December 17th – January 1st
ALTAIR – Candle and Cauldron – Contraption – CerberusXing – Insomnia Angel – Jinx – Laminak – Libertine – Lilithe – Lux Aeterna – Mythril – Nefekalum Tattoos – Olive – Petrichor – Simply Shelby – Static – Salem
Saturnalia was an ancient Roman pagan festival that celebrated the god Saturn, at the Temple of Saturn in ancient Rome. This “holiday” began on 17th December and ran through to 23rd December in accordance to the Julian calendar. Much like Kronia, Saturnalia’s Greek equivalent, it was a time of feasts, drinking, merry-making, gift-giving, and parties, just like the tradition we call today, Christmas. Additionally, there were also activities such role reversal (masters would serve their slaves) and the electing of a “King of the Saturnalia” (Saturnalicius princeps). It was called “the best of days”, a time of opposing the regular, symbolical liberation, and overturning the social norms, reflecting the contradictory nature of the god Saturn himself.
As the Roman Empire converted to Christianity somewhere in the 4th Century, many of their pagan traditions were adopted by Christians or influenced Christian celebrations, it is no coincidence that the declared birthday of Sol Invictus (the Roman Sun god) was on the 25th of December.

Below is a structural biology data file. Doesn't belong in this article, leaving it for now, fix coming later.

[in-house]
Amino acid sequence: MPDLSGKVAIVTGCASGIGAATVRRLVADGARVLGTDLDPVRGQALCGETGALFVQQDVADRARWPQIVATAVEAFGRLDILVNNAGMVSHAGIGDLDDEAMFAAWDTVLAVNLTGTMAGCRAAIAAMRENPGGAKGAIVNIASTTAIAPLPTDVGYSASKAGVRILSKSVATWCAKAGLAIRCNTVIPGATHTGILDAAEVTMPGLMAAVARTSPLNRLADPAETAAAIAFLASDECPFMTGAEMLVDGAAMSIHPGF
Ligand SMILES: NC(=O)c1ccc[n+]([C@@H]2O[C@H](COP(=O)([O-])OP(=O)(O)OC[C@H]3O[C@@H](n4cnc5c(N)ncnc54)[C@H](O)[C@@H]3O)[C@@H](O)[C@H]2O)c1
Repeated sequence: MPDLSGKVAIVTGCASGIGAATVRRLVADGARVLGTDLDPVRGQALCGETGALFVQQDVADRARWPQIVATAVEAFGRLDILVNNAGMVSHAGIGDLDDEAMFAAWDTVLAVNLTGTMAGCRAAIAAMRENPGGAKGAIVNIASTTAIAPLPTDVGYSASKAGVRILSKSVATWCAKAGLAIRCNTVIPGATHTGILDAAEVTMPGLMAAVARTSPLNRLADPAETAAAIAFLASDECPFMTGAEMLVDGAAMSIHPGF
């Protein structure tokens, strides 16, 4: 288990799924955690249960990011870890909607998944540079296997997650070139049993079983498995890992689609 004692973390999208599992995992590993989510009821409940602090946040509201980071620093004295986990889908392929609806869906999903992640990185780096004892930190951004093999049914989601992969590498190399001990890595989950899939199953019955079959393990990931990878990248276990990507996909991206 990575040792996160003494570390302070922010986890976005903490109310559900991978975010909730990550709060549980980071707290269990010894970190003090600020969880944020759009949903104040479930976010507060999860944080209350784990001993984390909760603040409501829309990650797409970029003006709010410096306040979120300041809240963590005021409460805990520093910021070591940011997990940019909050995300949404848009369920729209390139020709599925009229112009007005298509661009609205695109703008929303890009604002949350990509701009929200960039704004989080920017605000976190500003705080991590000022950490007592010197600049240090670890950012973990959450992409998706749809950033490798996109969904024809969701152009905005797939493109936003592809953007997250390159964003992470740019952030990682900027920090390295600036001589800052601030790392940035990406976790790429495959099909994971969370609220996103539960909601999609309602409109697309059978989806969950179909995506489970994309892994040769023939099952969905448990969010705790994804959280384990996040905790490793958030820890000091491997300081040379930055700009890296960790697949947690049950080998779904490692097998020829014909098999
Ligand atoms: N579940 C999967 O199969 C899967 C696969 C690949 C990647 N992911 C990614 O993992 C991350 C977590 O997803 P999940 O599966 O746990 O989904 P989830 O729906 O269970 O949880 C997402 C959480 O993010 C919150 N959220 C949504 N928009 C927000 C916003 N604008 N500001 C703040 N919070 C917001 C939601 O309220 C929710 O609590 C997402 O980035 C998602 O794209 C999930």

Likewise, Yule, or Yuletide, originally a Germanic pagan festivity, met the same fate as most pagan traditions, being Christianized as the years went by. The Christmas log cakes, Christmas ham, and caroling are just a few examples of Yule traditions that were later brought into Christmas. Yule is still commonly celebrated by many people; Wiccans often regard this winter solstice celebration as the rebirth of the Horned God.
As the pattern emerges, we can certainly begin to recall many more Christmas activities coming to mind, that bear a strong resemblance to ancient pagan traditions, and not just limited to the ones mentioned here.